Costa Rica: Back To Nature

Sloth, between trees.

If the intensity of cycling through northern Central America has left you feeling a little on edge, Costa Rica is where you can relax again. You feel the calm returning the moment you cross the border.

Detractors criticize Costa Rica for its lack of pre-Colombian culture and surplus of tourists. They cite real estate signs written in English and shops that stock North American goods. They may be right, but really, this is travel snobbery; backpackers trying to distinguish themselves for having “survived” the real Central America.

As a cyclist, you’ll simply appreciate Costa Rica’s excess of natural beauty and absence of chaos.

The Resplendent Quetzal, with its iridescent green feathers may be the national bird of Guatemala, but Costa Rica is where I finally saw a Quetzal in the wild. Costa Rica is the only place I’ve seen a sloth on the ground, creeping to a new tree; a very vulnerable time for this painfully slow creature. Iguanas, anteaters, howler monkeys, tree frogs – animals found throughout Central America, but much easier to encounter in Costa Rica.

Costa Rica will seem a bit expensive if you’ve been riding south through Central America. On my second tour, however, I discovered something that saved me a lot of money on accommodation. I’d just arrived in La Cruz from Nicaragua, when a friendly off-duty bombero (fireman) told me that bicycle travellers could stay at fire halls for free anywhere in the country.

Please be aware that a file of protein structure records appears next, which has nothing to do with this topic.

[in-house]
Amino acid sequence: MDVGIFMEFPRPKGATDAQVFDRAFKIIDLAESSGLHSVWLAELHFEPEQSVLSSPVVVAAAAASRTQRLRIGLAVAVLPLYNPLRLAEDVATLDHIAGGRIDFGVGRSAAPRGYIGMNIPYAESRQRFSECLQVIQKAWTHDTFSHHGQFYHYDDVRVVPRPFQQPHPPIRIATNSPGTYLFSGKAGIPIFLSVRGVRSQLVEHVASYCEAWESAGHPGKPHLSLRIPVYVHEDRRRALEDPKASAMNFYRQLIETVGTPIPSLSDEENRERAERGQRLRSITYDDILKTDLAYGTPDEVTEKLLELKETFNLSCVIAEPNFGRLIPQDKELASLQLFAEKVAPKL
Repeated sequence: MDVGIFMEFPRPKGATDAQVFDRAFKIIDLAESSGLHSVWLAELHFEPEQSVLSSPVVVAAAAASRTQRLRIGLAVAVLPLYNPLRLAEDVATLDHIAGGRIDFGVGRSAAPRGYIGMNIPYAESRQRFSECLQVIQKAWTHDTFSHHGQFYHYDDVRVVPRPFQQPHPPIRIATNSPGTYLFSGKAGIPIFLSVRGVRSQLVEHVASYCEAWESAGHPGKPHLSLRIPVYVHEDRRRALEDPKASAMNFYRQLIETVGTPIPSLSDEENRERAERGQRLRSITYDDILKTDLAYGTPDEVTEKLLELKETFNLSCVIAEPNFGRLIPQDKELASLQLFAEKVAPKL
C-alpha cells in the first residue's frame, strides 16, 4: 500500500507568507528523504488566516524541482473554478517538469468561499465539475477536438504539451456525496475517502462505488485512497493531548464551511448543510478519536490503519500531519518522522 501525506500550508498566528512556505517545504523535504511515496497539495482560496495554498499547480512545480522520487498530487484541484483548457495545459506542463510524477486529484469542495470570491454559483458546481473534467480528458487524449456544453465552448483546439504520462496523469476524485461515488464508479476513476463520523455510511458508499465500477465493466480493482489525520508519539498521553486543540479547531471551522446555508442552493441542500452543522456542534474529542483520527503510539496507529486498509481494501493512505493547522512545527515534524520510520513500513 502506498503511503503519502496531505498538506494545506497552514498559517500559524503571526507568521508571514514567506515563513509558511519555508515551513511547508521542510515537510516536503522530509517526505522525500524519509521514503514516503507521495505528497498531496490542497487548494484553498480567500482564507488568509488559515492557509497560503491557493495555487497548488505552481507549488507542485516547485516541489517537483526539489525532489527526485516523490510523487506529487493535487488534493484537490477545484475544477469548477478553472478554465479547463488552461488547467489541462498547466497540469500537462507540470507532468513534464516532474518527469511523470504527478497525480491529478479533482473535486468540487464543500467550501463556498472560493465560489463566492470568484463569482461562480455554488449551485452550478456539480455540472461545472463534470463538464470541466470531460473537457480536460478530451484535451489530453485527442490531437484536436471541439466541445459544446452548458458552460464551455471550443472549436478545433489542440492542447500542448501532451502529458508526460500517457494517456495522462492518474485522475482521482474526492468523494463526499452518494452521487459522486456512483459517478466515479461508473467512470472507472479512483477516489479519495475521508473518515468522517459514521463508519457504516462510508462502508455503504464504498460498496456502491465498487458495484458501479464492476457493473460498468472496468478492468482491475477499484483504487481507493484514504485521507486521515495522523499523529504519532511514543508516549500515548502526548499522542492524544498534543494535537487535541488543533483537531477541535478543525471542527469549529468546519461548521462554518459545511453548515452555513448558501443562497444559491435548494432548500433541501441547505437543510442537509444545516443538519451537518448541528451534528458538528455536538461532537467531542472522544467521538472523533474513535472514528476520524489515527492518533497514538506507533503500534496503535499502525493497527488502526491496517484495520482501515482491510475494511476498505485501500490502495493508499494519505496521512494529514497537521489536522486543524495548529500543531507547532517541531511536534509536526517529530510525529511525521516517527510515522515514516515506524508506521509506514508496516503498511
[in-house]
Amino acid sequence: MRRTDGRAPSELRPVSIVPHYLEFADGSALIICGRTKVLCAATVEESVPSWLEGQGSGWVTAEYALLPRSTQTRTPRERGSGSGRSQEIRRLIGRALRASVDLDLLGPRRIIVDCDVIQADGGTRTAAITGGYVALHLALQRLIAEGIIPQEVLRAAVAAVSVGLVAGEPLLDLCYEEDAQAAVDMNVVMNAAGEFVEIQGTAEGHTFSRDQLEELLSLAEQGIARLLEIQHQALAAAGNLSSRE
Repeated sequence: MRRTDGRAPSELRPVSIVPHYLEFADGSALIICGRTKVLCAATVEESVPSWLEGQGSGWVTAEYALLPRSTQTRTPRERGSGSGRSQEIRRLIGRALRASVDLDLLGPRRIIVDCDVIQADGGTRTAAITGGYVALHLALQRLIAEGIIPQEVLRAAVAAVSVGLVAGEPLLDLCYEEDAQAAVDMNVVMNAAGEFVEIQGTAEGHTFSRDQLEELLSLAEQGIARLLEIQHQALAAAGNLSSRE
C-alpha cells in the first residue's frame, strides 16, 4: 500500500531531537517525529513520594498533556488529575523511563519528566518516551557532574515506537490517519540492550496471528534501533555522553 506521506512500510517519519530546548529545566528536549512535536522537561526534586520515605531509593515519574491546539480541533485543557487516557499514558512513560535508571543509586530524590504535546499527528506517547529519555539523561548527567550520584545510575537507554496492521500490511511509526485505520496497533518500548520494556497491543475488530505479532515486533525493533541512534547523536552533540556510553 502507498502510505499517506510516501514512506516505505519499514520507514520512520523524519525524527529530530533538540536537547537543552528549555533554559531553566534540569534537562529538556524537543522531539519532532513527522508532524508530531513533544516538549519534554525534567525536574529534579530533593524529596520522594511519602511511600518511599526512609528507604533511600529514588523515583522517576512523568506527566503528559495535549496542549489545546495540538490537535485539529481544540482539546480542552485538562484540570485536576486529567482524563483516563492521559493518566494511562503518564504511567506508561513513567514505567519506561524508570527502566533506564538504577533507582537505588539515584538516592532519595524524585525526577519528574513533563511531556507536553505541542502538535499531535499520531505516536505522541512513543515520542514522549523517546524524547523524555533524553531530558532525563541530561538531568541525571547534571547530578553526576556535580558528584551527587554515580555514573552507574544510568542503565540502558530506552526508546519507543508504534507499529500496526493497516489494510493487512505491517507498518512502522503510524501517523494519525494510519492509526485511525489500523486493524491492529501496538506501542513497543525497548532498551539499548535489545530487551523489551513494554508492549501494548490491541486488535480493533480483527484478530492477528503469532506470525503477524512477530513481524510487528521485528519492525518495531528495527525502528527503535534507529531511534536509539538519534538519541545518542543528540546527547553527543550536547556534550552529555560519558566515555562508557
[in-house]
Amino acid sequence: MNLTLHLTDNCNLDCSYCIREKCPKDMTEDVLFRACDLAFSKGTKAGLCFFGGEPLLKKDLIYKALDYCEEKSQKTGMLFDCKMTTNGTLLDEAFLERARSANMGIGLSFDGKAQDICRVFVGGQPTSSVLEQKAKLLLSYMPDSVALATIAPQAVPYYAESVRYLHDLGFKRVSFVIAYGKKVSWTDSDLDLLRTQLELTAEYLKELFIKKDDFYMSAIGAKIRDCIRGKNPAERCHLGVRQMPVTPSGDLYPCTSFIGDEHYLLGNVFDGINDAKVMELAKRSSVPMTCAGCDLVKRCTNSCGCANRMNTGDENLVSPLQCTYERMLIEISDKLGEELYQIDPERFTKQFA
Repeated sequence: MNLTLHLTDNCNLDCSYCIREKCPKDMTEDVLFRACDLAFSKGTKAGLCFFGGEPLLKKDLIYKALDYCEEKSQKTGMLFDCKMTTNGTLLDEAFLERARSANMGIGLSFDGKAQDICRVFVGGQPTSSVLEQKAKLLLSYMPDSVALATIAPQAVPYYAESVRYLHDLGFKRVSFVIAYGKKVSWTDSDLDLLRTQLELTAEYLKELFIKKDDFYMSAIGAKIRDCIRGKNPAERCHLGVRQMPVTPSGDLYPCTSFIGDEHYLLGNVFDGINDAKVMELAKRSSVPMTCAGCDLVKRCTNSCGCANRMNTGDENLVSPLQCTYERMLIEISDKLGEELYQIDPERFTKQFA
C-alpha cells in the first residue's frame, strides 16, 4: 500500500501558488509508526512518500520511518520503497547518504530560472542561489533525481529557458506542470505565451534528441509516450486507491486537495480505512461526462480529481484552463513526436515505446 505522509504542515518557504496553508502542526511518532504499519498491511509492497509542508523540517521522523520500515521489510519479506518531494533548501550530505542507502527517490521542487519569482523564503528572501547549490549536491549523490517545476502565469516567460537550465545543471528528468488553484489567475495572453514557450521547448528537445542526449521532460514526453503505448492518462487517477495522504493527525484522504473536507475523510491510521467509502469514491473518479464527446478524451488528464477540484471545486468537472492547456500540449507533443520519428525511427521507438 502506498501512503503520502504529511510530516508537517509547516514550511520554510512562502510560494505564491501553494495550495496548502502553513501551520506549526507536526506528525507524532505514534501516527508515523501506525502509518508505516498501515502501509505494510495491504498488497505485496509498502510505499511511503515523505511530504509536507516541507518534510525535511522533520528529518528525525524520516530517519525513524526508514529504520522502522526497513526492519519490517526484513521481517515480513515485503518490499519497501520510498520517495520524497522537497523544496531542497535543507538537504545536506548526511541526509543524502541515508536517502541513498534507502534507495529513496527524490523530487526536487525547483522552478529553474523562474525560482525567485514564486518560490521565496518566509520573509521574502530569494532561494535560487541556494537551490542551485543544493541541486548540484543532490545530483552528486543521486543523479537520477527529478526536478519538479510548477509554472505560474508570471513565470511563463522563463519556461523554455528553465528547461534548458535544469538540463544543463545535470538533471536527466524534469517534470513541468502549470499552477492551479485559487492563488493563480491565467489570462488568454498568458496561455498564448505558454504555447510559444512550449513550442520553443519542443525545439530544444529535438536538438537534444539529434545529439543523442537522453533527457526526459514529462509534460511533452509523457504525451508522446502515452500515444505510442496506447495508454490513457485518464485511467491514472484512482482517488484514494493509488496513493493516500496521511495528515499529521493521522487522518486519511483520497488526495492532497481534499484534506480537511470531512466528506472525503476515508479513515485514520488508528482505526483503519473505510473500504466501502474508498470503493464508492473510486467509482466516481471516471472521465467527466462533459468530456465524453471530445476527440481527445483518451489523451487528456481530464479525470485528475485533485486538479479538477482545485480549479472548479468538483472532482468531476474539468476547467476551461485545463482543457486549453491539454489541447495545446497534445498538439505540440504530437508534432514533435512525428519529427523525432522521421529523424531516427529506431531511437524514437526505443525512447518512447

Staying with the bomberos in Liberia.

What an amazing tip! Not only do they put you up at the firehall, but they’ll also feed you and let you use the shower and give you somewhere to wash your clothes, your gear, your bike; anything you need.

Riding in and around the capital, San José, is the only slightly problematic area in Costa Rica. If you can, ride these streets in the early morning before the congestion and mayhem begins. In fact, you’d be forgiven for skipping San José altogether as it contains little of interest for travellers.

If you decide to ride the Pan-American Highway south of San José, you’ll find yourself riding an infamous section known as “Cerro de la Muerte” (Hill of Death), so named for the frequency and severity of traffic accidents that occur there. When I last rode this section, a dense fog had increased the carnage and eventually I decided it was safer to hitch a ride on a truck until the road became less dangerous. When the fog lifted, however, the views revealed a very lush and beautiful part of the country.


Official Name: La República de Costa Rica

Area: 51,100 km² (19,730 sq. mi.)

Population: 4.5 million

Capital: San Jose

National Official Language: Spanish

Other Languages: Bribri, Limón Creole English

Currency: colón (CRC)

Highest point: Cerro Chirripó 3,819 m (12,530 ft.)

Lowest point: Pacific Ocean 0 m


Puerto Viejo, on Costa Rica's Caribbean coast.


Feature image (top of page): La Cruz, not far from the Nicaraguan border.


© El Pedalero, 2012.



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